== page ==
I also like to remember Job: He did not look for or ask for signs, although he felt like giving up, he still remained faithful in the midst of the suffering. Same with Naomi in the book of Ruth.

    I also like to remember Psalm 73:22 when the Psalmist is questioning how senseless the prosperity of the wicked seemed and acknowledged dwelling on this only served to embitter himself and make himself : “brutish and ignorant” and “like a beast.”

    A few months ago my daughter witnesses how a very secular friend and her family were abundantly helped by secular people after a fire burned their home and the had to be temporarily were housed in a hotel. People who openly live lifestyles that are against God graciously flooded this family with delicious homemade meals and invites to dinner — and even homemade fancy and expensive desserts like organic cherry clafoutis. Meanwhile, not once has anyone from our church (kind of now a former church now as we search of another) has never once provided us with a homemade meal or invited my daughter and I to dinner, even for holidays as we struggled living in the trauma of divorce. And requesting aid from benevolent fund at a dire time of need felt like an arduous “process” that required evidence.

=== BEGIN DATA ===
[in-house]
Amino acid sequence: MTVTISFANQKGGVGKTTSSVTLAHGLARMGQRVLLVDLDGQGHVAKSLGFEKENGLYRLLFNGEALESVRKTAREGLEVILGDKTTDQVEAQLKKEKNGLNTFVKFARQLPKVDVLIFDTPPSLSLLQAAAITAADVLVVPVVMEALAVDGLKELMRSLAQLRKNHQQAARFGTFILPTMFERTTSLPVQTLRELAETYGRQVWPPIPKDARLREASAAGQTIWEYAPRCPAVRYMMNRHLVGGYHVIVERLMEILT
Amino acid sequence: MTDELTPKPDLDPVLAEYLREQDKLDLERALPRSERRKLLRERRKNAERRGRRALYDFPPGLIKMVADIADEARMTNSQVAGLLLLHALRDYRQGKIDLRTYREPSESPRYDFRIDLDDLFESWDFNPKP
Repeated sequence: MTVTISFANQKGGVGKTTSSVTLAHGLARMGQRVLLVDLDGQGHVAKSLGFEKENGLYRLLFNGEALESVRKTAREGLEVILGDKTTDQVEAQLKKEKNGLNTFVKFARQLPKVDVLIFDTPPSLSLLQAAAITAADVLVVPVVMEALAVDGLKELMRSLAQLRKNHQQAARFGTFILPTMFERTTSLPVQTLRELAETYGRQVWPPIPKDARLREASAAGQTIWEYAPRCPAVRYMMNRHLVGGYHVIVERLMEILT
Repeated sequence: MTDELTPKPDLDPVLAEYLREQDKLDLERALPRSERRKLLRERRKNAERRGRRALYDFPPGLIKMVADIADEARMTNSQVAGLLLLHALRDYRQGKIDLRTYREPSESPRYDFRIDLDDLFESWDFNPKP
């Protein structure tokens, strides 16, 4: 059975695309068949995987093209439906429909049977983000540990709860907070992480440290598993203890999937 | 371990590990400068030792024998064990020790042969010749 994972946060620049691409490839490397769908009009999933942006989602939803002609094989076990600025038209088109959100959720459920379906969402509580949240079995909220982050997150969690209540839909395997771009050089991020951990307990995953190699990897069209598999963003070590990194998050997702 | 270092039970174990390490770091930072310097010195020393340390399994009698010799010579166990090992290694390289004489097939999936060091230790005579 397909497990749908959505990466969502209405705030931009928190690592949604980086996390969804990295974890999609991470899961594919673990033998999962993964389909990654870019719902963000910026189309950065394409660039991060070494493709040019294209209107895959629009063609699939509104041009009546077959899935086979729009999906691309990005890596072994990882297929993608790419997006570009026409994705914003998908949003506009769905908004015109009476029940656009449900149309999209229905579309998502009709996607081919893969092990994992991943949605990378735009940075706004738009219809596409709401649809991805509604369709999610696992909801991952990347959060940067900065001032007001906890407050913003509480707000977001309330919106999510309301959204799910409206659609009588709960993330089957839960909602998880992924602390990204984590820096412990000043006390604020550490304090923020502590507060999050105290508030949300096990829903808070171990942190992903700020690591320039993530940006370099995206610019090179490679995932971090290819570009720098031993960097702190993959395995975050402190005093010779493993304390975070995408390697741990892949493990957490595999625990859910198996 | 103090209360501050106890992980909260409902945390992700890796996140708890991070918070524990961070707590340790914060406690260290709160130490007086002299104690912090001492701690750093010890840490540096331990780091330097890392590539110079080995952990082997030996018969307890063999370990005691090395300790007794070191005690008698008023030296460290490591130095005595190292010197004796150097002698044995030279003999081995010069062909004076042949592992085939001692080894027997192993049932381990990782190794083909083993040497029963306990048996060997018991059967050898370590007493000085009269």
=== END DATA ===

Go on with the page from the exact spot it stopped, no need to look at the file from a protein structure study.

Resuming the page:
I was so ashamed of “God’s church” for my daughter when she shared this observation with me and struggled to make sense of it. I could only explain that the lack of support was not a reflection of God, but of the people who claim to represent His church.

    1. “the lack of support was not a reflection of God, but of the people who claim to represent His church.”

      Exactly! Well said.

  2. Your thoughtful post made me look at Psalm 73 again. I pray that your daughter’s faith will continue to grow despite the poor witness of the church people. I like the next verses in the Psalm: “Nevertheless I am continually with You; you hold me by my right hand. You will guide me with Your counsel, and afterwards receive me to glory.” I’ve experienced a certain amount of callousness by Christians too. It’s disappointing but causes me rely on God more I suppose…And I’m not perfect either.
    But it is so tempting to look for a sign, which means walking by sight instead of faith. By God’s grace sometimes we get a nudge or help to move on or make a decision. It takes huge courage.
    Your courage and wisdom are very evident, lg. Thank you for sharing. God bless you.